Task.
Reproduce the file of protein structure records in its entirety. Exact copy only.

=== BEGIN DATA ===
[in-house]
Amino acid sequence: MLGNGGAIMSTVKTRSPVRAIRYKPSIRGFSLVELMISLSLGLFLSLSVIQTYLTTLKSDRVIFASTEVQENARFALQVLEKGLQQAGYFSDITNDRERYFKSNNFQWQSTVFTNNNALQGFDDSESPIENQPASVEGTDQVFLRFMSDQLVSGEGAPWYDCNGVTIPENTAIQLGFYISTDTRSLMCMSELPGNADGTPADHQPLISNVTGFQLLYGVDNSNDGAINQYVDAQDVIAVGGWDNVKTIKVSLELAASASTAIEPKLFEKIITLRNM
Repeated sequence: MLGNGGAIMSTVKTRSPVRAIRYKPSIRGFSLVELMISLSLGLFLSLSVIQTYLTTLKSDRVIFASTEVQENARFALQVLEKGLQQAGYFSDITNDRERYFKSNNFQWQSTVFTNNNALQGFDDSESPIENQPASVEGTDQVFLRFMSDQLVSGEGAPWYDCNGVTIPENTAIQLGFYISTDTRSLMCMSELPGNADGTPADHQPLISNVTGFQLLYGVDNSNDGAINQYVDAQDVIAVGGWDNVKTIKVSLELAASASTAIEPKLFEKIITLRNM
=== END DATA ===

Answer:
[in-house]
Amino acid sequence: MLGNGGAIMSTVKTRSPVRAIRYKPSIRGFSLVELMISLSLGLFLSLSVIQTYLTTLKSDRVIFASTEVQENARFALQVLEKGLQQAGYFSDITNDRERYFKSNNFQWQSTVFTNNNALQGFDDSESPIENQPASVEGTDQVFLRFMSDQLVSGEGAPWYDCNGVTIPENTAIQLGFYISTDTRSLMCMSELPGNADGTPADHQPLISNVTGFQLLYGVDNSNDGAINQYVDAQDVIAVGGWDNVKTIKVSLELAASASTAIEPKLFEKIITLRNM
Repeated sequence: MLGNGGAIMSTVKTRSPVRAIRYKPSIRGFSLVELMISLSLGLFLSLSVIQTYLTTLKSDRVIFASTEVQENARFALQVLEKGLQQAGYFSDITNDRERYFKSNNFQWQSTVFTNNNALQGFDDSESPIENQPASVEGTDQVFLRFMSDQLVSGEGAPWYDCNGVTIPENTAIQLGFYISTDTRSLMCMSELPGNADGTPADHQPLISNVTGFQLLYGVDNSNDGAINQYVDAQDVIAVGGWDNVKTIKVSLELAASASTAIEPKLFEKIITLRNM